To have a good overview about all the different elements, my slides, the students, chat and so on I'm using three screens. Firing up the setup is somewhat time-consuming. Ensuring that microphone, headset and camera working and picking up the right things is one part. Ensuring that the different elements are located at the desired screen is another. For me, physical training usually require a thorough check only on the first day.
There is another feature that conferencing tools bring today: virtual backgrounds. I like them. Very, very much. We are again in the "I don't like to reveal private information" situation, plus for me seeing it makes me feel less like in a usual training and more sitting at home.
Surprisingly, have all attendees to turn on their video is not always that easy, despite feature like virtual background. Sometimes the company disabled access to the video camera for security or privacy reasons. Getting the right to enable the camera was not always easy or possible. However, for a multi day training, for me, seeing even small faces is much better than looking at a dark screen.
The more human part
While I'm happy that things can be switched to a virtual environment I very much like and appreciate physical training. For instance, I enjoy meeting people in person. Being able to talk to them. As great as all the conferencing solutions are, only one can speak at a time. That is a feature, but an occasional joke with the neighbor does not hurt.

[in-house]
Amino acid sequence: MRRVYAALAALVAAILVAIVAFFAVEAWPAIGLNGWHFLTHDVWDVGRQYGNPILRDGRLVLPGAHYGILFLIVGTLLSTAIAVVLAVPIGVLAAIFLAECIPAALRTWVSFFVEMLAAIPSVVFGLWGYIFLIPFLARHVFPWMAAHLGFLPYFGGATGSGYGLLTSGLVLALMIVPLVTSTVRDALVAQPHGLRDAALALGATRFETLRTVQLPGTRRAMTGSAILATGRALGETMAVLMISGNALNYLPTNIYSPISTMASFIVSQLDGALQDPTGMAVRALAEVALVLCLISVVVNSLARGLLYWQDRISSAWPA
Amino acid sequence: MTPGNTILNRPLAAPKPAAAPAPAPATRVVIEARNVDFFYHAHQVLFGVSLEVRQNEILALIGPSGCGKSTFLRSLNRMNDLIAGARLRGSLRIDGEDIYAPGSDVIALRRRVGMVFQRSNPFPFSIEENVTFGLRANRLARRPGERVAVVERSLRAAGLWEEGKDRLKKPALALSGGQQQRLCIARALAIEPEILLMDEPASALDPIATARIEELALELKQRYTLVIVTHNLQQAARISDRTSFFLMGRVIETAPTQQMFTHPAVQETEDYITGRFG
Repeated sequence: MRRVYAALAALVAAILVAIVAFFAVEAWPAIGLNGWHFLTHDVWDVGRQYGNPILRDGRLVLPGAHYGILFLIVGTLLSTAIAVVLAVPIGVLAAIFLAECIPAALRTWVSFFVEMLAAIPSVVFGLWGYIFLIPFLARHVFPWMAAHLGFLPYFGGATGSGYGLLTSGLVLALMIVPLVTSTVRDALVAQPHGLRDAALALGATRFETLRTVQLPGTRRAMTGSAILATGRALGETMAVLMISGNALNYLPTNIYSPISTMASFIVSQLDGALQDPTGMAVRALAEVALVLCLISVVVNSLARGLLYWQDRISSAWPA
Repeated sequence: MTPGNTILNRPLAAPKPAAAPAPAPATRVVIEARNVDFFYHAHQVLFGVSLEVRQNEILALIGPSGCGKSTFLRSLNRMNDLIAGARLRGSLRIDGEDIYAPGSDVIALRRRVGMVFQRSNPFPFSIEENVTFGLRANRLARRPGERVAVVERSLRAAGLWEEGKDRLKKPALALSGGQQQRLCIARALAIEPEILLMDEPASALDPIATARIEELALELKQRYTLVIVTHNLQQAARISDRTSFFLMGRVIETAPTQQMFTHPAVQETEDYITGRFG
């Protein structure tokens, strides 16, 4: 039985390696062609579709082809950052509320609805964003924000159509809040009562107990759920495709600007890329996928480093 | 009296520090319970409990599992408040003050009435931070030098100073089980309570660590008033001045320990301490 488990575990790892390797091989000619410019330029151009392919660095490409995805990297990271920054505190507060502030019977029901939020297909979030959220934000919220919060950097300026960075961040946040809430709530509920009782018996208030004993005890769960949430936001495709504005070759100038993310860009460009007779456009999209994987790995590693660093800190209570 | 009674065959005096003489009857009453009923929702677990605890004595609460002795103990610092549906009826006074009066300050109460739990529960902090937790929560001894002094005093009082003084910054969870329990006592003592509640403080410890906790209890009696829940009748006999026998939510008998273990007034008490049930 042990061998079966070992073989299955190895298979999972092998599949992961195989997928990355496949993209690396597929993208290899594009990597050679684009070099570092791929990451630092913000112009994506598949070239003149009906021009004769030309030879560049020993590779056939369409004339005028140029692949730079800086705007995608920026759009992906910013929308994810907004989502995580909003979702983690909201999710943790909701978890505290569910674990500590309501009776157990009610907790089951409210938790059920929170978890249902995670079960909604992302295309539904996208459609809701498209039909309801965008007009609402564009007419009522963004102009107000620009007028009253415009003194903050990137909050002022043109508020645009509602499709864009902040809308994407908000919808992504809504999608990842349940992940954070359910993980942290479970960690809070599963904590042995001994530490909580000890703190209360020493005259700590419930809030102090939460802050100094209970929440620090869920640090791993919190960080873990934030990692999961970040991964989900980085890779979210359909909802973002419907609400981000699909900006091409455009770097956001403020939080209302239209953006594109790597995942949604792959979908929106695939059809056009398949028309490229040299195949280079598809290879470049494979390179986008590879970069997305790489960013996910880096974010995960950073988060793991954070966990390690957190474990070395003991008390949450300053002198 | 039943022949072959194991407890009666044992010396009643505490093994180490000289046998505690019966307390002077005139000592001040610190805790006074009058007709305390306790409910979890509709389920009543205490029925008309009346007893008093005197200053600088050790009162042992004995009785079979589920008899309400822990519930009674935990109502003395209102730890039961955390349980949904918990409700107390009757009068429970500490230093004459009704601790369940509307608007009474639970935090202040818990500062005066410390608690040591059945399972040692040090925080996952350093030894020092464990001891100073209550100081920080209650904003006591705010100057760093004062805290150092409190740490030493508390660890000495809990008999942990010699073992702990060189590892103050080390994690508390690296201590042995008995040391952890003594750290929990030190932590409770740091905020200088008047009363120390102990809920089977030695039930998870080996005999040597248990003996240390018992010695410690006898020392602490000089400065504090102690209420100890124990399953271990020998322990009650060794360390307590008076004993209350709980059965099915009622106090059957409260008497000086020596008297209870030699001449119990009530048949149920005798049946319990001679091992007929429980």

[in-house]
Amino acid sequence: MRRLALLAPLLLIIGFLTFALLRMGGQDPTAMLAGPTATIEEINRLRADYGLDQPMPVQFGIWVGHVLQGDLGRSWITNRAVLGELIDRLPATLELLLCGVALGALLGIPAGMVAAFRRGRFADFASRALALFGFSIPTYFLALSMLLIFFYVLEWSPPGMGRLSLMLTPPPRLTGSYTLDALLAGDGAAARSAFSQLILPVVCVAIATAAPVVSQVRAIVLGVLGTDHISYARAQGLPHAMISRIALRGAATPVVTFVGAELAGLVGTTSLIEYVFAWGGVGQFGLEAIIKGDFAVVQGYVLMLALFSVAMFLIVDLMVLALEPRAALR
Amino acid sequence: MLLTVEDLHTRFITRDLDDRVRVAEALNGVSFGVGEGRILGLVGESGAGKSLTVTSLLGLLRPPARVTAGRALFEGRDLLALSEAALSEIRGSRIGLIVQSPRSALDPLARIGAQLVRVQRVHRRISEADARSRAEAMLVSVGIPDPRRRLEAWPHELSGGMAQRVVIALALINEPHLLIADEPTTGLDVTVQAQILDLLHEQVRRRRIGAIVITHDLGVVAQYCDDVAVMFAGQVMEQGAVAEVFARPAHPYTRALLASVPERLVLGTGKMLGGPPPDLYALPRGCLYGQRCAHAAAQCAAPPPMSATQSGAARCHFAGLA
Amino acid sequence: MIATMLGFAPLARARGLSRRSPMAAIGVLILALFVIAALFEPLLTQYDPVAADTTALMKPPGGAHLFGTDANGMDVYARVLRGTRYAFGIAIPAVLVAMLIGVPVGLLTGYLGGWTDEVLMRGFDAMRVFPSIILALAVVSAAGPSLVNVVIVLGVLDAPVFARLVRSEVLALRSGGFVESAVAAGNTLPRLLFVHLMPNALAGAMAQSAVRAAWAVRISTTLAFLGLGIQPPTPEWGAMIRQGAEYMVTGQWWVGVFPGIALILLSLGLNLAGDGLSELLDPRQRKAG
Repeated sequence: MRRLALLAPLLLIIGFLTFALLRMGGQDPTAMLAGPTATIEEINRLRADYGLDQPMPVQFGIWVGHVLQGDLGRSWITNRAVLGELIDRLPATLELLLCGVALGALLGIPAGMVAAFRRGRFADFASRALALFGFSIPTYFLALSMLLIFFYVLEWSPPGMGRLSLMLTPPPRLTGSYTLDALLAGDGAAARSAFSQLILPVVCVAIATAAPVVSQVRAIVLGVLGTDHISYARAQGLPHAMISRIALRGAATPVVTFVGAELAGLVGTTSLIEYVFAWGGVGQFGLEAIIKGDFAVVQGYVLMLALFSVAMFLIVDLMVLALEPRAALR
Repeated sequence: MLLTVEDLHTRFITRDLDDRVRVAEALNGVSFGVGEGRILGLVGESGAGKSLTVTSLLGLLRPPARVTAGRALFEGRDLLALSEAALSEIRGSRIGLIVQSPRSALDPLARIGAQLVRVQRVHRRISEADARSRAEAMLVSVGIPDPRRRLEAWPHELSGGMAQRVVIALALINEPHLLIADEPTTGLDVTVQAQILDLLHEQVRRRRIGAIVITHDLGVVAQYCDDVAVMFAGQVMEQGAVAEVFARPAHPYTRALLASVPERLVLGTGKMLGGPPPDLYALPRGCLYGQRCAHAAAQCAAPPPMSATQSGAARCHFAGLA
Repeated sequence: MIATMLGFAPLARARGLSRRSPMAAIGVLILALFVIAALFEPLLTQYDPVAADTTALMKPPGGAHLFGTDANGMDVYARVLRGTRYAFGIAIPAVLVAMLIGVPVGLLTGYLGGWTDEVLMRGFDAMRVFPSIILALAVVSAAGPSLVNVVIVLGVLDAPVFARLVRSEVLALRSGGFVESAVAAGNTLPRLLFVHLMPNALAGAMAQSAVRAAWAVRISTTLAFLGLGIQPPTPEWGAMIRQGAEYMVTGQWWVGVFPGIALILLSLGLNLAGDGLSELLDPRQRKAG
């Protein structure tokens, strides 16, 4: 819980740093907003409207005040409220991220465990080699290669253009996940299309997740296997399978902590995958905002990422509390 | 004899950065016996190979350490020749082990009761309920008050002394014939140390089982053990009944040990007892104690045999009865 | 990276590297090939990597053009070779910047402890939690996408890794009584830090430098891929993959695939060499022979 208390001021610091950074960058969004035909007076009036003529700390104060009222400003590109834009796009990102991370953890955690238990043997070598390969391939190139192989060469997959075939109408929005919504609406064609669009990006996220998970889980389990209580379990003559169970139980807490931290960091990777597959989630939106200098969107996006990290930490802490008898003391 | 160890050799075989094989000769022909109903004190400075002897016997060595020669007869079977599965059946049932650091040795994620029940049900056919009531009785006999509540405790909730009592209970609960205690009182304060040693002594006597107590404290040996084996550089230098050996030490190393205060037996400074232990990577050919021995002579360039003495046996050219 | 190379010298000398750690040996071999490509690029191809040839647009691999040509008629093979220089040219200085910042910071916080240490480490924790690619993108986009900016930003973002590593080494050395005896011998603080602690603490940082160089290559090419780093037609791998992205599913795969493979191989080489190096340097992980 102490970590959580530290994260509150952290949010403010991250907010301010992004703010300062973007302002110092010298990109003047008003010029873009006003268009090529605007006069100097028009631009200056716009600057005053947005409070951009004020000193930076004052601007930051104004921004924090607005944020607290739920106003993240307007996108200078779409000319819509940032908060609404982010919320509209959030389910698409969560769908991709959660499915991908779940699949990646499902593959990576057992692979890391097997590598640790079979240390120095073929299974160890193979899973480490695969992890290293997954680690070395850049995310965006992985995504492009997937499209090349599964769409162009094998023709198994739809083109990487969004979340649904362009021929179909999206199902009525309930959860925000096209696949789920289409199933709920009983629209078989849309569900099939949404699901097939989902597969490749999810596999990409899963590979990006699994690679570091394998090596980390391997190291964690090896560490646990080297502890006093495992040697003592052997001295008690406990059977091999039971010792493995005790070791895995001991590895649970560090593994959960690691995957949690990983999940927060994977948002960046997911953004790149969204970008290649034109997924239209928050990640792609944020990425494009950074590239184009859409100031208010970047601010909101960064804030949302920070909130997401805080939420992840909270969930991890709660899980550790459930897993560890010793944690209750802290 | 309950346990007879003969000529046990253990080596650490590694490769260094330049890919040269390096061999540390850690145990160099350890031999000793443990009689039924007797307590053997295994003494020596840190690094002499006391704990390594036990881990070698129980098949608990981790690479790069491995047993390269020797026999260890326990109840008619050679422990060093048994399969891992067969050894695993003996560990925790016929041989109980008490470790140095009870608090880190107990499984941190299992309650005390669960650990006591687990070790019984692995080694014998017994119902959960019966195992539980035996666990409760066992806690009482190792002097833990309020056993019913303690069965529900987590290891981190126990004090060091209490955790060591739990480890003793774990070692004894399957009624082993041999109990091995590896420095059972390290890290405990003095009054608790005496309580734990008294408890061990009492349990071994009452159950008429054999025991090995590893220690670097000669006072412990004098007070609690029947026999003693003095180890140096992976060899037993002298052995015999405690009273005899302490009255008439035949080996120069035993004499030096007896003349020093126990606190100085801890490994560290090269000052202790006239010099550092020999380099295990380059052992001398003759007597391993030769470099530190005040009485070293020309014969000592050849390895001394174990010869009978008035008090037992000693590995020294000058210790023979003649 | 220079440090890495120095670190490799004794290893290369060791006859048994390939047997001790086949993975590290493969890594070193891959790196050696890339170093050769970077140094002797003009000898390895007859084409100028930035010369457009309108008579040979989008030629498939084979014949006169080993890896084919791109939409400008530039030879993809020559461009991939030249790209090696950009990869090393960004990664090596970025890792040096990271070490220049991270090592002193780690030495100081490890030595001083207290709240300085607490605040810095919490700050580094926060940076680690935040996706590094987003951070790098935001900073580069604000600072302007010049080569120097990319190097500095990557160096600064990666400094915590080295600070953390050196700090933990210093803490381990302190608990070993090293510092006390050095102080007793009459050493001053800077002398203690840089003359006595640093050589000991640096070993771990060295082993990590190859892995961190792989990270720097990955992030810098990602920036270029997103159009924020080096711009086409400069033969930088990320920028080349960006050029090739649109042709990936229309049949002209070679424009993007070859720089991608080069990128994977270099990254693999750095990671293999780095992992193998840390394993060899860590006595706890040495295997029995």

I also altered the class hours. While I usually do 1.5 hrs sessions with 15 minute breaks I cut it down to 45 mins or an hour tops. Just because most of us need to stay home these days doesn't imply that the setup at home is the best. Even for people who previously did a lot of home office this is not always the case when it comes to things like training. Sometimes people needed just a good phone because a lot of meetings could be joined via audio only. Others have an excellent computer at home, but it is for development purposes and not for conferencing. Then there is family. With kids need to stay home as well, the house may not be as quiet as usual and probably not as quiet as it should be for focused learning. Some never did home office for various reasons and do not have a dedicated room. Things like chairs, desks are also not necessarily optimized for a three-day training class.
With shorted sessions I try to work around these things. It gives people time to stand up and walk around or organized things in the household.
Aside from cutting down the session times I also switch to half day sessions instead of doing full day sessions. For example, a regular 2 days class now takes 4 half days. We alter each day from morning to afternoon and back. That should give another grade of flexibility when it comes to child care or simple things like going to the supermarket at a convenient time.
My overall experience
As said earlier, I'm very much surprised how well everything went. Aside from the occasional speaking with the microphone off nothing really bad happened. The students where also adapting it quickly.
For myself, it is ok. I'm happy that in my field of work I have this opportunity to switch to a digital form, even that not all customers want to switch to it. However, whoever thinks, that because I do not have to leave home for this and practically can fall out of bed and start the training is wrong. I experience remote training classes as more exhausting compared to in-person classes. It might be the small screen at which I'm starring for quite a while. The technical aspects I have to worry about (running out of battery, or a broken internet connection). I have no idea. My hope is, that we all can switch back to in-person classes, well, soon. But, I'm also fine with providing remote training further, even in times when we successfully fought the virus. It seems like a good way to train teams which are located across countries.